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Irving Epstein.jpg

Irving Epstein
Brandeis Univ.
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Oscillatory chemical reactions, spatial pattern formation, dynamical systems and neurobiology.

Many phenomena in living systems involve periodic changes. In recent years, oscillating chemical reactions have blossomed from a curiosity studied by an obscure group of Russians to a major area of scientific research. We study these systems both experimentally and theoretically, from several points of view. We have achieved the first successful design of a new chemical oscillator. We have used our systematic design algorithm to expand the family of chemical oscillators from two accidentally discovered reactions to dozens of deliberately constructed systems. We continue to search for new types of oscillators while probing, both experimentally and computationally, the mechanisms of those that have already been discovered.

Chemical oscillators can be "tweaked" to give a variety of related phenomena, many with suggestive connections to biological systems. We study spatial pattern formation, in which an initially homogeneous medium spontaneously gives rise to concentric rings, or spiral patterns resembling those seen in embryonic development or the aggregation of slime molds, and chemical chaos, in which concentrations oscillate deterministically, but in an aperiodic and apparently irreproducible fashion that depends sensitively on the initial conditions. We investigate Turing structures, patterns that arise from the interaction of reaction and diffusion, which have been suggested as a mechanism of spatial pattern formation in phenomena ranging from biological morphogenesis to geological stratification.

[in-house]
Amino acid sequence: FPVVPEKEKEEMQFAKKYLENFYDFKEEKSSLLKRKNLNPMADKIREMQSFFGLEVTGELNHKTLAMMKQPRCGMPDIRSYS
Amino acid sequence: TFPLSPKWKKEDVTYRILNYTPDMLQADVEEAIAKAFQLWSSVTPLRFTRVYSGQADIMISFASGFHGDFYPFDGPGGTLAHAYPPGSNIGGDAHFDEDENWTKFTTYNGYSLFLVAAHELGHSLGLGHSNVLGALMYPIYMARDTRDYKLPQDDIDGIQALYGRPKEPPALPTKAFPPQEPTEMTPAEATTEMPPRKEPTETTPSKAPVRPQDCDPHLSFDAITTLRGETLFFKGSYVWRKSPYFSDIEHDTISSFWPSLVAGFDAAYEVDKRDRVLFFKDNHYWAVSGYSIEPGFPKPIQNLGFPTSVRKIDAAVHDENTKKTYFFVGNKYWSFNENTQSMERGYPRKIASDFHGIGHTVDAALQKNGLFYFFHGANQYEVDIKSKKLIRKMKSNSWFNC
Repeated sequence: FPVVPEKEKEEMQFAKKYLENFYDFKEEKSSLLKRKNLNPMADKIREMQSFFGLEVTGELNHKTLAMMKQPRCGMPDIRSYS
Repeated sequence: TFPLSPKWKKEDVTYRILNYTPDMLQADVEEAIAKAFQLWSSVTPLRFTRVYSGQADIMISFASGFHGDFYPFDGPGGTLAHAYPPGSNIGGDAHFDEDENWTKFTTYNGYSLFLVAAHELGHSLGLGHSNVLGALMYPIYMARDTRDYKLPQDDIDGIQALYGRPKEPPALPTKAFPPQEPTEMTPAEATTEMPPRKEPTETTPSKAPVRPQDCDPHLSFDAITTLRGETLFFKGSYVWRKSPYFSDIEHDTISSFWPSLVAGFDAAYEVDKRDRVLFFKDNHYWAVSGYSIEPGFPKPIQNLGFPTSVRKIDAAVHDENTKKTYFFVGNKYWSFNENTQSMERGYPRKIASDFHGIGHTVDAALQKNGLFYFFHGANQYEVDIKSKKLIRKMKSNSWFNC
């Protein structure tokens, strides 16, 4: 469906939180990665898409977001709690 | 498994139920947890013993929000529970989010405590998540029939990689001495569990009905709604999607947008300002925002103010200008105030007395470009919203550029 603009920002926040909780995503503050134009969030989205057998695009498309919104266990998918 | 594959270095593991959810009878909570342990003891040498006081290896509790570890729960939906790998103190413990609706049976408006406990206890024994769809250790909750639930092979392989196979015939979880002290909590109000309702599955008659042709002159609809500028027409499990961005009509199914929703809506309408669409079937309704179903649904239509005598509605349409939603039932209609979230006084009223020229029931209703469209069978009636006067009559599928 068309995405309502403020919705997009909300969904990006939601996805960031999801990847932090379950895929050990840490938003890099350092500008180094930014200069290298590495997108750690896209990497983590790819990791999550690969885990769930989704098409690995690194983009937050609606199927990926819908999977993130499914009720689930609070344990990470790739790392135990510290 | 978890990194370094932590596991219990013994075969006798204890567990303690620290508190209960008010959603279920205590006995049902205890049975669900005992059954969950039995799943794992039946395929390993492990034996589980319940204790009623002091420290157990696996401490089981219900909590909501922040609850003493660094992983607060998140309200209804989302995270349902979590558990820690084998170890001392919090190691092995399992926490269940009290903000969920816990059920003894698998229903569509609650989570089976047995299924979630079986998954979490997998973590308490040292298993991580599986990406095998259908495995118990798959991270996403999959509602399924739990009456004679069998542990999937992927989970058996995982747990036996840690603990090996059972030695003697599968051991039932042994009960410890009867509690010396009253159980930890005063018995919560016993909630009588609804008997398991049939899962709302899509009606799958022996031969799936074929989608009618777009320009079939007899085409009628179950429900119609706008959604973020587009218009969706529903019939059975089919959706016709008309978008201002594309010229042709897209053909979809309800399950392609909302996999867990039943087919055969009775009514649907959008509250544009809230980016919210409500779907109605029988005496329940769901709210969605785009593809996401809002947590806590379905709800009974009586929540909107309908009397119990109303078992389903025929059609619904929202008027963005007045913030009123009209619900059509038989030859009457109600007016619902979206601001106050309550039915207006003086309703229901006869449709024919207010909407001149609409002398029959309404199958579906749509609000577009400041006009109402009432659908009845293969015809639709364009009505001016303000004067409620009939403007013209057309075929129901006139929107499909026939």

We are interested in the phenomena that can occur when two or more oscillators are coupled together, either physically, i.e., by diffusion or an electrical connection, or chemically, by having two oscillators share a common chemical species. Such systems can give rise to surprising phenomena, such as "oscillator death," the cessation of oscillation in two coupled oscillating systems, or the converse, "rhythmogenesis," in which coupling two systems at steady state causes them to start oscillating. Coupled chemical oscillators provide simple models for networks of oscillatory neurons. We have begun to apply some of the insights gained in our studies of coupled chemical oscillators to the modeling of small neural networks. More recently, we have begun to study chemomechanical transduction, a phenomenon in which changes in chemical composition are converted into motion, e.g., in the periodic shrinking and swelling of a gel composed of a polymer that contains the catalyst for an oscillatory reaction immersed in a solution containing the reactants of the chemical oscillator.

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